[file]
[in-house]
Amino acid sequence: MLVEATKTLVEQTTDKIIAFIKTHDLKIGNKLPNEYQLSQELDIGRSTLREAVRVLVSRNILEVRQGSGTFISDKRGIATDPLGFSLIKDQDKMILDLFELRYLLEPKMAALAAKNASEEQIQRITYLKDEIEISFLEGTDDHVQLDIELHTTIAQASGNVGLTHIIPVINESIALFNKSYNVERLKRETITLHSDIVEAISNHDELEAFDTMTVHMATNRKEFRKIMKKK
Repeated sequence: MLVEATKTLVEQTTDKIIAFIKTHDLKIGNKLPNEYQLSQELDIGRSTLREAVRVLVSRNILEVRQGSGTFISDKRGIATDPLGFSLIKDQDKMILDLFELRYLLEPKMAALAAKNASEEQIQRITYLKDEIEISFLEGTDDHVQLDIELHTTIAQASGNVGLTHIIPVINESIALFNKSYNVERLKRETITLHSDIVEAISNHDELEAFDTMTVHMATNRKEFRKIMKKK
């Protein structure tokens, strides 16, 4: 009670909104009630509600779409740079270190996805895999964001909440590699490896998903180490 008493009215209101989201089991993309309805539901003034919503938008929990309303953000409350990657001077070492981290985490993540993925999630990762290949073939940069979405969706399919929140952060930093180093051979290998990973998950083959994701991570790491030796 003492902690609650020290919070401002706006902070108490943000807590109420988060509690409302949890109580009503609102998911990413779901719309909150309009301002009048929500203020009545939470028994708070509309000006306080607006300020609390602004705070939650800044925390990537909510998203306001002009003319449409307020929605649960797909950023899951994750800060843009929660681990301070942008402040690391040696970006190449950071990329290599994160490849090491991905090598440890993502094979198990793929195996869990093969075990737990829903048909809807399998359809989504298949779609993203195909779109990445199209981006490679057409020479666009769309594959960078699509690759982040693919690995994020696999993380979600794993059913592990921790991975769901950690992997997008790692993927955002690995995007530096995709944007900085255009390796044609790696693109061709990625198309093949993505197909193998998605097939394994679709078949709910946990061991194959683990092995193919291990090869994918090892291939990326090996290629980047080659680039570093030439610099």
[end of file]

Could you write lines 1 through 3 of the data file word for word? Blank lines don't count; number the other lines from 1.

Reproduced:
[in-house]
Amino acid sequence: MLVEATKTLVEQTTDKIIAFIKTHDLKIGNKLPNEYQLSQELDIGRSTLREAVRVLVSRNILEVRQGSGTFISDKRGIATDPLGFSLIKDQDKMILDLFELRYLLEPKMAALAAKNASEEQIQRITYLKDEIEISFLEGTDDHVQLDIELHTTIAQASGNVGLTHIIPVINESIALFNKSYNVERLKRETITLHSDIVEAISNHDELEAFDTMTVHMATNRKEFRKIMKKK
Repeated sequence: MLVEATKTLVEQTTDKIIAFIKTHDLKIGNKLPNEYQLSQELDIGRSTLREAVRVLVSRNILEVRQGSGTFISDKRGIATDPLGFSLIKDQDKMILDLFELRYLLEPKMAALAAKNASEEQIQRITYLKDEIEISFLEGTDDHVQLDIELHTTIAQASGNVGLTHIIPVINESIALFNKSYNVERLKRETITLHSDIVEAISNHDELEAFDTMTVHMATNRKEFRKIMKKK